Frog's Leap Winery and Rutherford Dust
Located in Rutherford within the Napa Valley, Frog's Leap Winery is a brand and label I have always recognized and thought I knew. Having just moved to Napa from NYC with my husband Massimiliano, the new wine director of Bottega Restaurant in Yountville, it is our goal to get out and get dirty within California's vineyards and break the California wine prejudices we have grown to accept and repeat ourselves.
Massi and I felt very grateful to have a private tour with Jonah Beer, GM of Frog's Leap Winery. He sat us down in wooden chairs right beside the pond with lily pads in the shade and handed us a glass of water and not wine. I actually appreciated this, because I wanted a clear head to listen and learn as he discussed the transformation and discoveries of the still youthful Napa Valley wine region.
Opening facts that Jonah pointed out was that we, sitting there in Rutherford, were nestled between two greatly dissimilar mountains that ranged about three miles in distance apart. Facing north, if you look to the west you will see the dark green rolling hills of the Mayacamas, and looking east you will see the golden sun parched hills of the Vaca mountains barely spotted with green.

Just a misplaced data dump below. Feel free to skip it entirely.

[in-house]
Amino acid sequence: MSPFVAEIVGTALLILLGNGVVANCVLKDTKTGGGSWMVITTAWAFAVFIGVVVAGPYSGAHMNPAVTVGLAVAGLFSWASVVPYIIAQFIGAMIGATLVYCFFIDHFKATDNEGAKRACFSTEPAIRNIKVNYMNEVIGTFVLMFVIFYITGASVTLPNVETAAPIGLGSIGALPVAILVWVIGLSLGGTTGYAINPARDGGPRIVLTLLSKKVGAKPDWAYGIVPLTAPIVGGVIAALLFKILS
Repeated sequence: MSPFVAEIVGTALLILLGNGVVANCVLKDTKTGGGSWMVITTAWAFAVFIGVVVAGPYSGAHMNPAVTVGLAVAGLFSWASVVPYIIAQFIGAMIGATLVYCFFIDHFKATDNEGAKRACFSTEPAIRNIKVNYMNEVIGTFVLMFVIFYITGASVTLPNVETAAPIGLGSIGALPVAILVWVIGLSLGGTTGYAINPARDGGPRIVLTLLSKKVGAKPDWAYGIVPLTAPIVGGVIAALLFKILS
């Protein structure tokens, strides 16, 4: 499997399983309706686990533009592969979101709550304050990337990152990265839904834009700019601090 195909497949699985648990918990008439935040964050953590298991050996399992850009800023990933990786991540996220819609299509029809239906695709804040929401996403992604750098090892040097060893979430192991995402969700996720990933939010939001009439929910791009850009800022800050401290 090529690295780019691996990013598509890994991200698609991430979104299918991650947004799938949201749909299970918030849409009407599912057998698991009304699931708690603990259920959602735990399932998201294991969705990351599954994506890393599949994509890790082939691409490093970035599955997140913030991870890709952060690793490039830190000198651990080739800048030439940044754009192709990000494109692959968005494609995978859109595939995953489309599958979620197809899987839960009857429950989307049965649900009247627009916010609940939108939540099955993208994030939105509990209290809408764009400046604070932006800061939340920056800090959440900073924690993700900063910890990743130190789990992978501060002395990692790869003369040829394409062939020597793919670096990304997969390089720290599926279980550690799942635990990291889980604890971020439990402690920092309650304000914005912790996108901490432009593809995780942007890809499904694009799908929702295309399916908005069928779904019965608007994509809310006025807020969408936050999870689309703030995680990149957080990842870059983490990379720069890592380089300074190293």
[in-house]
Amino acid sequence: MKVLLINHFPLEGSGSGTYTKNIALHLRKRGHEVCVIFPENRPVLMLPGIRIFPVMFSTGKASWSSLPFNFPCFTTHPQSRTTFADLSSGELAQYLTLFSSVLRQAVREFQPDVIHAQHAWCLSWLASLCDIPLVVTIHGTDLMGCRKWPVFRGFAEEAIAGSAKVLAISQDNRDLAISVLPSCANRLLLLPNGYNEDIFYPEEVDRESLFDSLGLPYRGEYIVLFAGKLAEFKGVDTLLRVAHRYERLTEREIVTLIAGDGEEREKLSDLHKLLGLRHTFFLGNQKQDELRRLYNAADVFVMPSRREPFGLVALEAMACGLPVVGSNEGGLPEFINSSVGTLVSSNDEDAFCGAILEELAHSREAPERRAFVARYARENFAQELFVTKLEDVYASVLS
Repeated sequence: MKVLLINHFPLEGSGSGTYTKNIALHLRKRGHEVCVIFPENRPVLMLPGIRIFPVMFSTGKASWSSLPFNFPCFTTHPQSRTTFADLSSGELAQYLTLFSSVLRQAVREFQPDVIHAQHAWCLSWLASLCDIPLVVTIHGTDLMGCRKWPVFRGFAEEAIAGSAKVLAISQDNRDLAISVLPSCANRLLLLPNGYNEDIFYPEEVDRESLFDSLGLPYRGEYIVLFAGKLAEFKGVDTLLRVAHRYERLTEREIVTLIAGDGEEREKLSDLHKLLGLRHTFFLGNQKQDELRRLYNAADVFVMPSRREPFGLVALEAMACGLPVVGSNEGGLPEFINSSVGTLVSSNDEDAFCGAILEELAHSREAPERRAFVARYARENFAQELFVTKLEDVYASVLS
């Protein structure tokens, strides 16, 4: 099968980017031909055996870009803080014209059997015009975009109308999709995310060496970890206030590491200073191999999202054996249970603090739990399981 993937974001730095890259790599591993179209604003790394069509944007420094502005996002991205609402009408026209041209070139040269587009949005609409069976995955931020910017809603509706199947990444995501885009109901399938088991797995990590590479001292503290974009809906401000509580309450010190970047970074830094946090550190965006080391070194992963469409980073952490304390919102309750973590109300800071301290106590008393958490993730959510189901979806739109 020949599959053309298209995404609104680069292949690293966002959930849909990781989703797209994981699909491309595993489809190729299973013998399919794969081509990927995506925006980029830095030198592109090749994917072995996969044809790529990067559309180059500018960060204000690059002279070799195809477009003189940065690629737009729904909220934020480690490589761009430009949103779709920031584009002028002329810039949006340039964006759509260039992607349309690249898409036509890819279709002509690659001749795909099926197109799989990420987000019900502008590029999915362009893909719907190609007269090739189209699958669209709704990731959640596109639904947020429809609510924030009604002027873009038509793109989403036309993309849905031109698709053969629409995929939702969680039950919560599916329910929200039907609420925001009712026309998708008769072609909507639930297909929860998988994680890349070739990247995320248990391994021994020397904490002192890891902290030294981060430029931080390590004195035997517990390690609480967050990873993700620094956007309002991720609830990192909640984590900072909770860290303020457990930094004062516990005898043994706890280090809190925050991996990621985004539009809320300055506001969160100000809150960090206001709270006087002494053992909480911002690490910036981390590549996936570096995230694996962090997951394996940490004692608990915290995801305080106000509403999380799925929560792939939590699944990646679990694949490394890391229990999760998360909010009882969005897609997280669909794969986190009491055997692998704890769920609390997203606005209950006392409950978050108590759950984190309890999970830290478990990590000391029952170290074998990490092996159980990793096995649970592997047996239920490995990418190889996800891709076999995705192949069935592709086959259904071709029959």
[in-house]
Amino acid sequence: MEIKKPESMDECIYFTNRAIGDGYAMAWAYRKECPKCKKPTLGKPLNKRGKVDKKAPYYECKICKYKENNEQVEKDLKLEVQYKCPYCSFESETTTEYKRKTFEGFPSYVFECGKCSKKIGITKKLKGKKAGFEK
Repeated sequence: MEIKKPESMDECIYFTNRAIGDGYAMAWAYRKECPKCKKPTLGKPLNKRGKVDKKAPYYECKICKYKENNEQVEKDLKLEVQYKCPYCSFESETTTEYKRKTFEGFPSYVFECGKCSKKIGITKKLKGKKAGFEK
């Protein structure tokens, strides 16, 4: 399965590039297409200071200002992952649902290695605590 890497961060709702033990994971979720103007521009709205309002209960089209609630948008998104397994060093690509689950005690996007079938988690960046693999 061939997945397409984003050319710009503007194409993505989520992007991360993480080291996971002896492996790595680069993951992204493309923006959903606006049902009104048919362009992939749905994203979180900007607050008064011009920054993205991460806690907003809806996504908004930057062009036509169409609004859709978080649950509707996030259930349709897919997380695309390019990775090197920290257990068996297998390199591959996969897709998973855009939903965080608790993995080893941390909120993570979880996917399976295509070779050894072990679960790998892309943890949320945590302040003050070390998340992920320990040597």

Frog's Leap Winery does not irrigate. After digging one shovel deep in the soil and after months of almost no rain, the soil was still moist.
Then he drew a map and shaded the base of the Mayacamas, where rocks have fallen after receiving about 80 inches of rain annually vs. the Vaca mountains which receive about 20 inches. This gravelly soil is the best for Cabernet Sauvignon and where you will typically find the most legendary California Cabernet producers. He referenced the differing soils of the base of the Mayacamas and the base of the Vaca to the Left and the Right bank of Bordeaux suggesting that the West side of the Napa Valley was like the Left Bank is to Cabernet and the east side of the Napa Valley was like the Right Bank is to Merlot. Then he scribbled a few different plots of gravelly soil in between the two mountain ranges where other great Cabernet has also been planted successfully.
We also discussed mountain soil, such as Howell mountain where the legendary Dunn Vineyards has produced amazing cabernet for about three decades. According to Jonah Beer, yields are much less up mountain, which can make for great juice -- however, many producers (not Dunn) do use "controversial" irrigation in an effort to rectify smaller yields. Note on irrigation: "It has been historically banned by the European Union's wine laws (Wikipedia). In California there are no laws against irrigation.
Frog's Leap Winery was first certified organic in 1988. They farm 250 acres -- all of which is dry farmed. They do not irrigate. Their wines are very European in style and I enjoyed each and every one of them . . . only wishing that I could have found their chardonnay or sauvignon blanc by the glass somewhere in NYC. . . it would have been a great surprise.